100. Plaintiffs Eloy Rojas Mamani, Etelvina Ramos Mamani, Sonia Espejo Villalobos, Hernán Apaza Cutipa, Juan Patricio Quispe Mamani, Teófilo Baltazar Cerro, Juana Valencia de Carvajal, Hermógenes Bernabé Callizaya, Gonzalo Mamani Aguilar, and Felicidad Rosa Huanca Quispe allege and incorporate by reference the allegations set forth in paragraphs 1 through 91 as if fully set forth herein.

101. The shootings of Plaintiffs' Decedents Marlene Nancy Rojas Ramos, Lucio Santos Gandarillas Ayala, Roxana Apaza Cutipa, Constantino Quispe Mamani, Teodosia Morales Mamani and her unborn child, Marcelino Carvajal Lucero, Jacinto Bernabé Roque, Arturo Mamani Mamani and Raúl Ramón Huanca Márquez described herein were violations of their rights to life, liberty and security of person, and their rights to association, for which Defendants may be held liable. In addition, the right of Lucio Santos Gandarillas Ayala to assemble peacefully was violated.

102. The wrongful acts described herein violated and deprived Plaintiffs' Decedents of their rights to life, liberty and security of person, to association, and, in the case of Lucio Santos Gandarillas Ayala, to peaceful assembly, in violation of customary international law. This conduct is actionable under the Alien Tort Statute.

103. Defendants are liable for said conduct in that they requested, confirmed, ratified, incited and/or conspired with the Bolivian Armed Forces and Police or persons or groups acting in coordination with the Armed Forces or under their control to bring about these violations.

FOURTH CLAIM FOR RELIEF

(Wrongful Death)

104. All Plaintiffs allege and incorporate by reference the allegations set forth in paragraphs 1 through 91 as if fully set forth herein.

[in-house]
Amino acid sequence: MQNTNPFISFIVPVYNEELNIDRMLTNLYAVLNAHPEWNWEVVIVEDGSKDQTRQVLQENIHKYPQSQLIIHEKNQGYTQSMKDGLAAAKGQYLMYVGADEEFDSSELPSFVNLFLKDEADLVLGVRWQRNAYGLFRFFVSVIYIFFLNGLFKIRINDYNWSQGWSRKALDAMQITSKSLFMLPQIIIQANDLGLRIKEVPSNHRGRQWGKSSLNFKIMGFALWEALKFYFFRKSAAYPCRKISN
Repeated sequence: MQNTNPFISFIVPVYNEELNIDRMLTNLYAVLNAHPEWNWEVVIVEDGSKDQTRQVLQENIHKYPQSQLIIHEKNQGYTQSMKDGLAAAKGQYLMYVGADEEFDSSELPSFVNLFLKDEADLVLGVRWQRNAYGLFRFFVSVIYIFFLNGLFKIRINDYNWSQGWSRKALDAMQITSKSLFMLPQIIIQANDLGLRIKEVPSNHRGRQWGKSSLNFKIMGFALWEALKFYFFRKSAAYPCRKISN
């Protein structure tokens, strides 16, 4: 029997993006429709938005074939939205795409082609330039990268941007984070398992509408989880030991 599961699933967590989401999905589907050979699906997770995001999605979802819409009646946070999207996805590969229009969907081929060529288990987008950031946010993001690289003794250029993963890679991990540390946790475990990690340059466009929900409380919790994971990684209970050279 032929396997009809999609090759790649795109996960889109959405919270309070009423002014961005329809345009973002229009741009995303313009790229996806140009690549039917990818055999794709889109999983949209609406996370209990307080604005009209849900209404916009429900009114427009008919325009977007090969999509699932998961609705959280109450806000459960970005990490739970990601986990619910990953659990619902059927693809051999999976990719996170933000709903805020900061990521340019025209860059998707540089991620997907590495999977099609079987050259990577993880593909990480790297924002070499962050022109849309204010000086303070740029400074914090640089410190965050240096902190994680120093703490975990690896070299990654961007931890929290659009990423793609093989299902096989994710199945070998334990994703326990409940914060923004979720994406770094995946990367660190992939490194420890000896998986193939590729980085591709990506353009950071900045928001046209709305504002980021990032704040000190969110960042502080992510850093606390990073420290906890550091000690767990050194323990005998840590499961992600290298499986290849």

105. Defendant Lozada and Defendant Sánchez Berzaín tortiously and intentionally ordered military personnel to use deadly force against the unarmed decedents, who posed no threat to Defendants, Bolivian military personnel or others. Defendants' tortious conduct caused the deaths of Marlene Nancy Rojas Ramos, Lucio Santos Gandarillas Ayala, Roxana Apaza Cutipa, Constantino Quispe Mamani, Teodosia Morales Mamani and her unborn child, Marcelino Carvajal Lucero, Jacinto Bernabé Roque, Arturo Mamani Mamani, and Raúl Ramón Huanca Márquez.

106. Plaintiff Eloy Rojas Mamani is the father and personal representative of decedent Marlene Nancy Rojas Ramos, and Plaintiff Etelvina Ramos Mamani is the mother of decedent Marlene Nancy Rojas Ramos. As a result of the death of their daughter, Mr. and Mrs. Rojas have suffered damages due to mental pain and anguish, medical and funeral expenses, and the loss of future support and services.

107. Plaintiff Sonia Espejo Villalobos is the wife and personal representative of decedent Lucio Santos Gandarillas Ayala. As a result of the death of her husband, Mrs. Espejo has suffered damages due to mental pain and anguish, medical and funeral expenses, and the loss of future support and services on which she is dependent.

108. Plaintiff Hernán Apaza Cutipa is the brother and personal representative of decedent Roxana Apaza Cutipa. As a result of the death of his sister, Mr. Apaza has suffered damages due to mental pain and anguish, medical and funeral expenses, and the loss of future support and services on which he and his family are dependent.

109. Plaintiff Juan Patricio Quispe Mamani is the brother and personal representative of decedent Constantino Quispe Mamani. As a result of the death of his brother, Mr. Juan Patricio Quispe has suffered damages due to mental pain and anguish, medical and funeral expenses, and the loss of future support and services on which he and his family are dependent.

110. Plaintiff Teófilo Baltazar Cerro is the husband and personal representative of decedent Teodosia Morales Mamani. At the time of the shooting, decedent was five months pregnant. As such, Mr. Baltazar is also the father of his unborn child. As a result of the death of his wife and unborn child, Mr. Baltazar has suffered damages due to mental pain and anguish, medical and funeral expenses, and the loss of future support and services.

111. Plaintiff Juana Valencia de Carvajal is the wife and personal representative of decedent Marcelino Carvajal Lucero. As a result of the death of her husband, Mrs. Valencia de Carvajal has suffered damages due to mental pain and anguish, medical and funeral expenses, and the loss of future support and services on which she is dependent.

112. Plaintiff Hermógenes Bernabé Callizaya is the son and personal representative of decedent Jacinto Bernabé Roque. As a result of the death of his father, Mr. Bernabé Callizaya has suffered damages due to mental pain and anguish, medical and funeral expenses, and the loss of future support and services on which he and his family are dependent.